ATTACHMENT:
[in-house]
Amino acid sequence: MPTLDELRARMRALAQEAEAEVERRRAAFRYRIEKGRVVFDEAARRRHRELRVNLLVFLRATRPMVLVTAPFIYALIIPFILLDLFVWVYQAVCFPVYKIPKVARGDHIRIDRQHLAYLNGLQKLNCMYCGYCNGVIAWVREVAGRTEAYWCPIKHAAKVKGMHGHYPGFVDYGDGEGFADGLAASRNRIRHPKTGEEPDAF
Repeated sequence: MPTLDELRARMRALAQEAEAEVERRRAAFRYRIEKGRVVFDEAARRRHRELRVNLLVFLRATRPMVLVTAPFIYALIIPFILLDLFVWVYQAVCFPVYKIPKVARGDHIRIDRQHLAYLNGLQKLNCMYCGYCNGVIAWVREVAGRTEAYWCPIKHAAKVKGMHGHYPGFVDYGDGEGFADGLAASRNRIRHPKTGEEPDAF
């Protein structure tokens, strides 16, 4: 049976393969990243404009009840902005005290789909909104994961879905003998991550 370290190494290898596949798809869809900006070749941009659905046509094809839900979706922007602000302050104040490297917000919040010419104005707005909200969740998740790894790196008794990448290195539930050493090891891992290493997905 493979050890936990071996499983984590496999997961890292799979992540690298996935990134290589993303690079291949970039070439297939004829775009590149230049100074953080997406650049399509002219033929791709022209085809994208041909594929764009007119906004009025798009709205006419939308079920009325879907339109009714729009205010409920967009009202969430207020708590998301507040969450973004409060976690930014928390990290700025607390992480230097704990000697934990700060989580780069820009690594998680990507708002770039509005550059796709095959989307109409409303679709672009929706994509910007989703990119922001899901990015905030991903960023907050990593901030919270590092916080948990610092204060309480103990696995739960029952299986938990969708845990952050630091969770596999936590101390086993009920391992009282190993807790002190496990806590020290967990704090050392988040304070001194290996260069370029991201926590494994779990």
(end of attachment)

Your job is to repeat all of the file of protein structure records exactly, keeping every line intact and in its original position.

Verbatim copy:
[in-house]
Amino acid sequence: MPTLDELRARMRALAQEAEAEVERRRAAFRYRIEKGRVVFDEAARRRHRELRVNLLVFLRATRPMVLVTAPFIYALIIPFILLDLFVWVYQAVCFPVYKIPKVARGDHIRIDRQHLAYLNGLQKLNCMYCGYCNGVIAWVREVAGRTEAYWCPIKHAAKVKGMHGHYPGFVDYGDGEGFADGLAASRNRIRHPKTGEEPDAF
Repeated sequence: MPTLDELRARMRALAQEAEAEVERRRAAFRYRIEKGRVVFDEAARRRHRELRVNLLVFLRATRPMVLVTAPFIYALIIPFILLDLFVWVYQAVCFPVYKIPKVARGDHIRIDRQHLAYLNGLQKLNCMYCGYCNGVIAWVREVAGRTEAYWCPIKHAAKVKGMHGHYPGFVDYGDGEGFADGLAASRNRIRHPKTGEEPDAF
């Protein structure tokens, strides 16, 4: 049976393969990243404009009840902005005290789909909104994961879905003998991550 370290190494290898596949798809869809900006070749941009659905046509094809839900979706922007602000302050104040490297917000919040010419104005707005909200969740998740790894790196008794990448290195539930050493090891891992290493997905 493979050890936990071996499983984590496999997961890292799979992540690298996935990134290589993303690079291949970039070439297939004829775009590149230049100074953080997406650049399509002219033929791709022209085809994208041909594929764009007119906004009025798009709205006419939308079920009325879907339109009714729009205010409920967009009202969430207020708590998301507040969450973004409060976690930014928390990290700025607390992480230097704990000697934990700060989580780069820009690594998680990507708002770039509005550059796709095959989307109409409303679709672009929706994509910007989703990119922001899901990015905030991903960023907050990593901030919270590092916080948990610092204060309480103990696995739960029952299986938990969708845990952050630091969770596999936590101390086993009920391992009282190993807790002190496990806590020290967990704090050392988040304070001194290996260069370029991201926590494994779990």